fans at the Credit Union i-plex. From there the club’s two newest additions chipped in with a goal apiece as Aspen Sterzer connected late in the second period and Presten Kopeck beat Broncos netminder Eetu Laurikainen with five minutes remaining in the game. “Those were really good moves by the organization in getting both of those guys,” said Truitt. “Sterzer is off to a hot start with us, which is great, and both he and Kopeck are two great players who really complement (centre Conner) Bleackley on a line right now. They’re two hard-working players and that line seems to have some chemistry going.” Sterzer, acquired from the Kamloops Blazers Thursday, has contributed two goals and two assists in two outings since joining the Rebels for their third game of the trip — a 4-3 win over the Moose Jaw Warriors Friday. Kopeck, who came over from the Port-

land Winterhawks in the Matt Dumba deal in December, has a goal and two helpers in four games as a Rebel. Forward Rhyse Dieno, who played on a line with Bleackley before suffering a lower body injury Jan. 5, is expected to return in short order and might find himself on a different forward unit. “Who knows how it’s going to work when Dieno comes back, but the way things are going now I wouldn’t expect to see much of a change, on that line anyway,” said Truitt. Bartosak stopped 34 shots Saturday to post his third shutout of the season and lower his goals-against average to 2.89. Laurikainen made 35 saves. After dropping the first two games of the road trip at Brandon and Regina, the Rebels’ goal was to finish the trek with a break-even record and possibly move into a playoff spot. They accomplished both by moving into a sev-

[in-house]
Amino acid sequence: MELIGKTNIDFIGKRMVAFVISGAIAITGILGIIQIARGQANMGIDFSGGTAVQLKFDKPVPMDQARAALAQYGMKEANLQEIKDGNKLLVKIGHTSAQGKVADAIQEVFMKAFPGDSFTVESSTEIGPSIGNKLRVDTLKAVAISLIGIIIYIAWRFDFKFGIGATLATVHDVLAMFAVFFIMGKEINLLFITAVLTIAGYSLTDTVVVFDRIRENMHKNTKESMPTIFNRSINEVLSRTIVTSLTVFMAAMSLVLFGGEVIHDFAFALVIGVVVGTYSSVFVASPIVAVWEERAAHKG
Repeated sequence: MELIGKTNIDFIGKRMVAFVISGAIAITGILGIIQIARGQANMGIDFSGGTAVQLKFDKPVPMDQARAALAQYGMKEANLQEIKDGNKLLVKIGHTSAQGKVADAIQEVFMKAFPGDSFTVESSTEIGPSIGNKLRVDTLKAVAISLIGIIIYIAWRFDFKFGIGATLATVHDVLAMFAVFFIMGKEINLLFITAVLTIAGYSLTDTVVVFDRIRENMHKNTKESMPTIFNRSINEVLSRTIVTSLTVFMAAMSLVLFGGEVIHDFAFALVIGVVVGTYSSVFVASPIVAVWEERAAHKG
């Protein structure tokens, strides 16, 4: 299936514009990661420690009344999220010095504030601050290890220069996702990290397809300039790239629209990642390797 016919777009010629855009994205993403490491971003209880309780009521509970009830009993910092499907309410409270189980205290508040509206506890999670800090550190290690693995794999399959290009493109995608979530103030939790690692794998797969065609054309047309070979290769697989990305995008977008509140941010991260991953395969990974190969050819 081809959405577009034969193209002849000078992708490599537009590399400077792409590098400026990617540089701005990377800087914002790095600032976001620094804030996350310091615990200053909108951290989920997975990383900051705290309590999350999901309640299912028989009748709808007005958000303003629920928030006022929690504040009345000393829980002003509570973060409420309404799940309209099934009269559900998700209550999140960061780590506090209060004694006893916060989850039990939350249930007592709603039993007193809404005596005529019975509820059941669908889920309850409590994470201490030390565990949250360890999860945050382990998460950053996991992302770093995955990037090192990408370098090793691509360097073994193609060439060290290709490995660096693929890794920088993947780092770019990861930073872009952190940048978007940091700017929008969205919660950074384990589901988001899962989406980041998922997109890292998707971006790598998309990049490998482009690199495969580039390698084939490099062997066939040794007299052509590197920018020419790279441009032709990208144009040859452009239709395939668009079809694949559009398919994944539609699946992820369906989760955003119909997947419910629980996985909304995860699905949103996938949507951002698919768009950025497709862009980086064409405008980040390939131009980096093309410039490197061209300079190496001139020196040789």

enth-place tie with the Prince Albert Raiders in the Eastern Conference. “That’s something we talked about. After losing the first two games we wanted to be .500 on this trip,” said Truitt. “We got the one in Moose Jaw and then we had this opportunity which was accompanied by a possible playoff position. “We just wanted to concentrate on making sure our effort was at a high level for each period. We weren’t looking at anything further than just one period at a time. The message was, let’s just recharge and reset ourselves for each period knowing that this was our fourth game in five nights with a lot of travel. The guys just really caught on to that and did an excellent job.” The Rebels return to action Friday against the visiting Calgary Hitmen. The Lethbridge Hurricanes are at the Centrium 24 hours later. gmeachem@reddeeradvocate.com